Platform Earth has partnered with a pioneering marine rewilding project, The Sussex Kelp Restoration Project. The Project will restore almost 200 square kilometres of lost kelp forest along the coast of Sussex. Healthy kelp forests are vital as well as visually stunning – kelp supports a biodiversity rich habitat and is fast-growing, so sequesters carbon at many times the rate of land-based trees.
Who is behind it?
Platform Earth was founded by a collective of artists, curators, patrons, and philanthropists. Platform Earth is an artist-led charity that believes art has the power to make a tangible and real contribution to mitigating climate change with a focus on marine carbon capture.
Platform Earth motivates artists and institutions giving them an opportunity to direct the value harnessed by their work towards protecting and restoring marine habitats through our positive and solution based environmental projects. We engage the public through exhibitions and our innovative cultural events programme hosting scientists, actors, poets, and activists, highlighting the benefit of safeguarding our oceans.
Since the charity was founded, it has been supported by a cohort of consummate international artists, such as Marina Abramovic, Shezad Dawood, Tracey Emin, Antony Gormley, Haroon Mirza, Cornelia Parker, Conrad Shawcross, Alison Wilding and Gavin Turk.
Why have we chosen this project?
Platform Earth enables some of the most effective marine carbon capture initiatives - capable of sequestering twenty times more carbon than land-based alternatives. As well as being a powerful tool in the fight against climate change, kelp is home a greater variety of plants and animals than almost any other ocean community.
The charity also makes sure that the artwork sold to fundraise for the projects is created in the most environmentally-friendly manner. To date their fundraising has been through donations from environmentally-conscious artists as well as their pioneering CARBON Collection – a series of carbon-negative artworks by leading contemporary artists.
What do we most love about it?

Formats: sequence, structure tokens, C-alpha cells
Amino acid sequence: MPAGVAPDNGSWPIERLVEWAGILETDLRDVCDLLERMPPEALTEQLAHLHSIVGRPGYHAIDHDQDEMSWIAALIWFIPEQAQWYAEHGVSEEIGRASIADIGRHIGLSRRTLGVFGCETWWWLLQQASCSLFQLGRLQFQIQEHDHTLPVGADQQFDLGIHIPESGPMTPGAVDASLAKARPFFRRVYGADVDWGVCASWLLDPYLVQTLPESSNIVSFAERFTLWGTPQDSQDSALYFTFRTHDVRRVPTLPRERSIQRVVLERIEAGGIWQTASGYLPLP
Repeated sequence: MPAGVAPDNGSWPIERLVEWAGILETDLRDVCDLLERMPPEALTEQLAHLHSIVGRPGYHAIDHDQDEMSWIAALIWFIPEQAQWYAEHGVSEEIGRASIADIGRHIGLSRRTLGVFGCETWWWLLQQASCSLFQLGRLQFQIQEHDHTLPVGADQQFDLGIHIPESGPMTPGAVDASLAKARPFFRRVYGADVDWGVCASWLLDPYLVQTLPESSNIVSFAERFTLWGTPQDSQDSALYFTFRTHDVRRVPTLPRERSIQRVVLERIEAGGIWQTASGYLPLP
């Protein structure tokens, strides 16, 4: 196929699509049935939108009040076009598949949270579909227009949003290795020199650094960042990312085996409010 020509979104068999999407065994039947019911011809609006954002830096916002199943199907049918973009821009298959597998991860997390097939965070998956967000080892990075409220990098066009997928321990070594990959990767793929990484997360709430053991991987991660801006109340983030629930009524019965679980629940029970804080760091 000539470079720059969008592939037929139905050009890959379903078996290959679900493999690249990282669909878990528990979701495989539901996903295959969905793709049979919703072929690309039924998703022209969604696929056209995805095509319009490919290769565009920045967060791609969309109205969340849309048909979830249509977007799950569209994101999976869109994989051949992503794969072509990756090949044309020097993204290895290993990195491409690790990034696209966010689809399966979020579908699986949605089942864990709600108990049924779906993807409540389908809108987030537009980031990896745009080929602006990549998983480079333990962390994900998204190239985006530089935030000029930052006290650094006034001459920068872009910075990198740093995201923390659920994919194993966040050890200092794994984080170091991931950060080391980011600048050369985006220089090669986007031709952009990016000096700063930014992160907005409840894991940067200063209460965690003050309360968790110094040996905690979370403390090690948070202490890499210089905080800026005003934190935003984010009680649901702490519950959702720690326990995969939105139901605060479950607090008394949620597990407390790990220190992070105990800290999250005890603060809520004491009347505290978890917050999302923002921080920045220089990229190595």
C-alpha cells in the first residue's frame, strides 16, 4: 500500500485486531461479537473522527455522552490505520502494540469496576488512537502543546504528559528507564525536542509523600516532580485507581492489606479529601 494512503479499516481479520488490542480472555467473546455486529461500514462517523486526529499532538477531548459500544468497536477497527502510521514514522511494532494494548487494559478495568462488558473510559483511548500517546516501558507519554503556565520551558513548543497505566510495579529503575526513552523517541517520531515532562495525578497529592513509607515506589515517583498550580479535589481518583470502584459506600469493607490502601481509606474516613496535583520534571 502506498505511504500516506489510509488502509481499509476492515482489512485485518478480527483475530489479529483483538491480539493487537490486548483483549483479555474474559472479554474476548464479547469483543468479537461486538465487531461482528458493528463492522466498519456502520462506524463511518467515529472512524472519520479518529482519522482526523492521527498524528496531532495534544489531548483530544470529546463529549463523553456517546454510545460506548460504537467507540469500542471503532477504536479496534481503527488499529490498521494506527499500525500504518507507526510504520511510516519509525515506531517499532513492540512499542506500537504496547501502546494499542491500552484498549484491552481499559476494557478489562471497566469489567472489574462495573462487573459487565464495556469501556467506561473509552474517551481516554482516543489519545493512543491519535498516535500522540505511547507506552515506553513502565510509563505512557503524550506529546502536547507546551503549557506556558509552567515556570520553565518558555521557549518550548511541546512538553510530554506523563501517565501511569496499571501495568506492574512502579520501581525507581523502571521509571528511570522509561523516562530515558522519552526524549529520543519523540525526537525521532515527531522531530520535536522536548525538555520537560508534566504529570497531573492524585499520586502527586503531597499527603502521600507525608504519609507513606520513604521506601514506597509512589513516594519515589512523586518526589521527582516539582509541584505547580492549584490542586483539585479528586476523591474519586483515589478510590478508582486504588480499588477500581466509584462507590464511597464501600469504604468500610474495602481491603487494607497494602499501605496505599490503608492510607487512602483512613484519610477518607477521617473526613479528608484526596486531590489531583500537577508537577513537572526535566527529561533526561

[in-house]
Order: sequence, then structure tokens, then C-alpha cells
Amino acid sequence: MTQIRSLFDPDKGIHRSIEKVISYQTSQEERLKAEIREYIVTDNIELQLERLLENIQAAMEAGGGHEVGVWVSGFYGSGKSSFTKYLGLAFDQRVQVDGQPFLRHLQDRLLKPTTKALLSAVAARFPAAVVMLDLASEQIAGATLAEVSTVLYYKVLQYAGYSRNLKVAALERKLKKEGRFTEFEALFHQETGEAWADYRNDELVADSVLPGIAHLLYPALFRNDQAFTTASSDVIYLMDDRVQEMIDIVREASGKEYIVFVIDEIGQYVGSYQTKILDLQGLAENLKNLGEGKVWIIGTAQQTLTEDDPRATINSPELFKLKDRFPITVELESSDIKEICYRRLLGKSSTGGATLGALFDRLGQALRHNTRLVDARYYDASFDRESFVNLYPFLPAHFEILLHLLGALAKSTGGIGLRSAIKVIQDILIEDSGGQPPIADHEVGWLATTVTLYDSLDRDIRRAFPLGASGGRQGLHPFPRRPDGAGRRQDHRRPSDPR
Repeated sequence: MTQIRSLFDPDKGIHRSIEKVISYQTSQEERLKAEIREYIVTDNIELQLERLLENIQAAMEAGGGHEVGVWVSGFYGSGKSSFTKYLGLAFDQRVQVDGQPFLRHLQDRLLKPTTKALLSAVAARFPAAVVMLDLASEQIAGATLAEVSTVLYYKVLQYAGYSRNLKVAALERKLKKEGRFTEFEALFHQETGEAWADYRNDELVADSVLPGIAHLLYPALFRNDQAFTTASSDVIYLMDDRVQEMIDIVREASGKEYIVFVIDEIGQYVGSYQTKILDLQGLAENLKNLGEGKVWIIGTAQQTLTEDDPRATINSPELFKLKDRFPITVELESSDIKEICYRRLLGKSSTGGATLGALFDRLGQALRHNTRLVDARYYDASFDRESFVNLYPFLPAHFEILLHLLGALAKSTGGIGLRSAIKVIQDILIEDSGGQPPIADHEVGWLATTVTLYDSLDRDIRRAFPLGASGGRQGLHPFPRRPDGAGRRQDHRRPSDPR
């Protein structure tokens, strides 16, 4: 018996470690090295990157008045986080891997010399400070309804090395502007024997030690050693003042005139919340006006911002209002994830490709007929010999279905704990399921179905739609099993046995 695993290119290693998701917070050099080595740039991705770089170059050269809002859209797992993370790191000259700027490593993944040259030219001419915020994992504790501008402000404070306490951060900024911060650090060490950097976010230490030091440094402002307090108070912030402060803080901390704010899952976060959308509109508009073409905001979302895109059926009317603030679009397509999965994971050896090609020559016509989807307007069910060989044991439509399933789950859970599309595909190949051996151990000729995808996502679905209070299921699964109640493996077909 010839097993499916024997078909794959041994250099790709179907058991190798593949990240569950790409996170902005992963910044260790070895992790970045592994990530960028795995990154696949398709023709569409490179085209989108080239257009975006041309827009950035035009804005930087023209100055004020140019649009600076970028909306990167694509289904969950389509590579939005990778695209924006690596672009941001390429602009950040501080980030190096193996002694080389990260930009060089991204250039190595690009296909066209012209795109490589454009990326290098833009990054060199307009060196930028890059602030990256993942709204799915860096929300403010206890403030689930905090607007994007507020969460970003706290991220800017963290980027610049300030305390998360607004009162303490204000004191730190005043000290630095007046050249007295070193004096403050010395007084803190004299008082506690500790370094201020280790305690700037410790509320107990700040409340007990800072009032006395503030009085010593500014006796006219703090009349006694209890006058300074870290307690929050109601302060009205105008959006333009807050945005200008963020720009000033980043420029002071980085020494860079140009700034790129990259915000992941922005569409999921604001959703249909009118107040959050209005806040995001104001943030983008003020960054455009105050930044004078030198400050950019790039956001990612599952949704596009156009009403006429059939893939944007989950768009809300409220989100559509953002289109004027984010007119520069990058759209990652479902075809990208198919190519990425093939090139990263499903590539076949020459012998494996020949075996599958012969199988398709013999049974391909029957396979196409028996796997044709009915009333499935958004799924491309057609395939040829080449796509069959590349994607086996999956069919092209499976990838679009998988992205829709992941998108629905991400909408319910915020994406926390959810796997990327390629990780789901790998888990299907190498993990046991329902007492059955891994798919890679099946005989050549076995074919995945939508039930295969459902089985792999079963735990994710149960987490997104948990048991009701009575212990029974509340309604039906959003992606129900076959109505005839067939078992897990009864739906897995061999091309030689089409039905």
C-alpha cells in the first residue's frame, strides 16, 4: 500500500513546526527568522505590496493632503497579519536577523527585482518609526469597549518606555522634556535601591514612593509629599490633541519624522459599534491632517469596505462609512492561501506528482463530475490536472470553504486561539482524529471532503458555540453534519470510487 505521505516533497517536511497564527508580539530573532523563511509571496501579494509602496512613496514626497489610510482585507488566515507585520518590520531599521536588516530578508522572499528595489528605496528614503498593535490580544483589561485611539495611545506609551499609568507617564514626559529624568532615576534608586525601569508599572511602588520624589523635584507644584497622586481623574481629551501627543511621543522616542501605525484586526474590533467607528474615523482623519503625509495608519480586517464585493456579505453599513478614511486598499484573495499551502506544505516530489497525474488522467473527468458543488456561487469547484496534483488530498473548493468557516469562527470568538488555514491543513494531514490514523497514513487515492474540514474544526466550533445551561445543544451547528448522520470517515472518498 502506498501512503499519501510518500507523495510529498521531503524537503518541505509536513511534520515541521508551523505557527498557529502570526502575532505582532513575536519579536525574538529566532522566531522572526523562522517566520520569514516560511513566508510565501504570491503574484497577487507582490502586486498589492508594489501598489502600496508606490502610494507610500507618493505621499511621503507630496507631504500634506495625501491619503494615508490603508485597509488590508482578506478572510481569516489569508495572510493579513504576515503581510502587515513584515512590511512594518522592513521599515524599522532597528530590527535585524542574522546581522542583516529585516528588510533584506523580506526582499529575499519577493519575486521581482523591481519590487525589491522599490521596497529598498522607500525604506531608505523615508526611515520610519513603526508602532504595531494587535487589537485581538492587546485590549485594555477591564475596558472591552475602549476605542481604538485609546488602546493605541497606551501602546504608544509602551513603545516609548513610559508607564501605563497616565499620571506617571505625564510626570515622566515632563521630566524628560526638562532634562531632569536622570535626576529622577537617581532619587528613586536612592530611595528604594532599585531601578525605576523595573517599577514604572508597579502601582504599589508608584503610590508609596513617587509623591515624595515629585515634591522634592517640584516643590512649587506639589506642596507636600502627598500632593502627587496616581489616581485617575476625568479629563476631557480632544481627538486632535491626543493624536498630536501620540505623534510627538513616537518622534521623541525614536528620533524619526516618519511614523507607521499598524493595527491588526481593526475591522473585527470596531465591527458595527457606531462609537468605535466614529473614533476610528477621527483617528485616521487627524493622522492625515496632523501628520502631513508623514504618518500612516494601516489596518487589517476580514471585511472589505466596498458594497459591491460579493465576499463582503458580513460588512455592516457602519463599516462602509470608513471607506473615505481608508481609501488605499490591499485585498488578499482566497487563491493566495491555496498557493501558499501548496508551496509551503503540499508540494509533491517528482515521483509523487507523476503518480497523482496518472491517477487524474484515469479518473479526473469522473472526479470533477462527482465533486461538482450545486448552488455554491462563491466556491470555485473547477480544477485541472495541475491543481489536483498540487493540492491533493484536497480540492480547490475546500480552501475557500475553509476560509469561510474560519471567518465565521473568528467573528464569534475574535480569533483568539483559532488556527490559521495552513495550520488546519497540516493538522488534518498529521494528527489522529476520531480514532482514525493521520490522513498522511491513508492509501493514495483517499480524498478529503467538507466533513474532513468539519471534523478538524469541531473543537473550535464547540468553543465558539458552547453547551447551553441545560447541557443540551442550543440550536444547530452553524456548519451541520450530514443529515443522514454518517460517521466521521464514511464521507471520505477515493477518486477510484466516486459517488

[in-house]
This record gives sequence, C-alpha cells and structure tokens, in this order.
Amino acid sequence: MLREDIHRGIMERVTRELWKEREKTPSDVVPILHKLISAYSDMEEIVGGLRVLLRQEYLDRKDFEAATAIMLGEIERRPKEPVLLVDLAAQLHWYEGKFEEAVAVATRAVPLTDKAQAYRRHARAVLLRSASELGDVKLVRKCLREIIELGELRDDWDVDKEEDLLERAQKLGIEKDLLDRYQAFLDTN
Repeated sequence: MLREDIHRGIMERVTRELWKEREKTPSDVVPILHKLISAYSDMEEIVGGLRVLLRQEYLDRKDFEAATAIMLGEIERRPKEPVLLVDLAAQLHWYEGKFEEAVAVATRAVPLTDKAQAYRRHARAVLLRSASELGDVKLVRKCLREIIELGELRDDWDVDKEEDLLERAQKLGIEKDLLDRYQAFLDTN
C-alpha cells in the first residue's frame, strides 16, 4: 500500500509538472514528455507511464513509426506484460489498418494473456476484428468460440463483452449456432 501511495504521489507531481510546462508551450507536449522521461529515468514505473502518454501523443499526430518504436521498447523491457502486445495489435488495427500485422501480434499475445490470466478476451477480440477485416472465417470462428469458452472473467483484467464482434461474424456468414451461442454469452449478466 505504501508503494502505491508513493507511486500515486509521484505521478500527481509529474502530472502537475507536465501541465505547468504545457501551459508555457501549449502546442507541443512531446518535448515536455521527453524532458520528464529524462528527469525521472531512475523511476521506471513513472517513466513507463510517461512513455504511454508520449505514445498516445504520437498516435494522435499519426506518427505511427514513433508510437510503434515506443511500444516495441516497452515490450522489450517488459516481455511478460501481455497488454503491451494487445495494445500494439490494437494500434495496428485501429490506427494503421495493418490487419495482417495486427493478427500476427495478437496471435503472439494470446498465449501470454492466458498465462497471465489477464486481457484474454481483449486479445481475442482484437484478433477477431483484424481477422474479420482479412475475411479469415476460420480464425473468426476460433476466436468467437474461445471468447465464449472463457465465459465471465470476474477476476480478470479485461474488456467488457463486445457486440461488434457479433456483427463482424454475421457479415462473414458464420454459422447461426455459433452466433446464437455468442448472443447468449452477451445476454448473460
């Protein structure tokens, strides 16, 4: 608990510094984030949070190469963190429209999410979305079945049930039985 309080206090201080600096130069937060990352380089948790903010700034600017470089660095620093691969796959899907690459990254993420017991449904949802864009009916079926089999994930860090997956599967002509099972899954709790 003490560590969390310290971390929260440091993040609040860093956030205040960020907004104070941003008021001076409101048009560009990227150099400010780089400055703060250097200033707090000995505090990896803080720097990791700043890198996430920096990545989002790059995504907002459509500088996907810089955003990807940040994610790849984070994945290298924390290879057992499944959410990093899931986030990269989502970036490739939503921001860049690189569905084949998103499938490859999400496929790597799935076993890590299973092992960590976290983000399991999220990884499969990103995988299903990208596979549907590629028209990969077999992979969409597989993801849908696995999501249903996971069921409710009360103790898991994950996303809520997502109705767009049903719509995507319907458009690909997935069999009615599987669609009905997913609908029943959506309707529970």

The power of high-impact planet restoration and art: Platform Earth highlights the difference the artworld can make to environmental projects that are making a tangible difference in our fight against climate change, whilst educating the artworld about how to create with a carbon-negative approach.
How does it work?
Currently, kelp stocks in Sussex stand at 4% of their range in 1987 owing to trawling practices, storm damage and sediment dumping in coastal waters. This project seeks to restore the kelp to its historic levels.
Ground-breaking research on the Sussex Coast, and innovative work in the restoration of this devastated area aims to return the habitat to its original size. Research will also seek to understand the lifecycle of carbon captured by kelp and the unique species of kelp in the Sussex marine environment. Successful restoration of the entire area is estimated to be able to capture 800 tonnes of CO2.
What broader benefits does it bring?
Supporting kelp has multiple knock-on effects for populations in and out of the water. Kelp promotes biodiversity and population growth of fish stocks, which in turn boost local fisheries and economies. The seaweed also acts as a barrier to storm waves - mitigating wave erosion by 70%.
How will we know it's working?
Platform Earth has taken steps to ensure that the kelp is protected. They supported the Sussex Inshore Fisheries and Conservation Authority in the passing of a landmark near-shore trawling exclusion bylaw. Signed off in March 2021, just before another season of trawling, the bylaw legislates that trawling is illegal within the 300km2 protected area off the coast of West Sussex.
Following the successful implementation of the by-law and trawling ban there are early signs of kelp recovery along the coast of Sussex, with new stands finding a foothold once more and bringing hope for the return of the once magnificent kelp beds. The Sussex Kelp Restoration Project is tracking the progress of the restoration.
By the way...
The project is approved by Sir David Attenborough, speaking after the trawling by-law was passed in Sussex, he said: “This is a landmark decision for the management of the UK’s coastal waters. Sussex’s remarkable kelp forests will now have a chance to regenerate and provide a home for hundreds of species, creating an oasis of life off the coast, enhancing fisheries, and sequestering carbon in our fight against climate change.”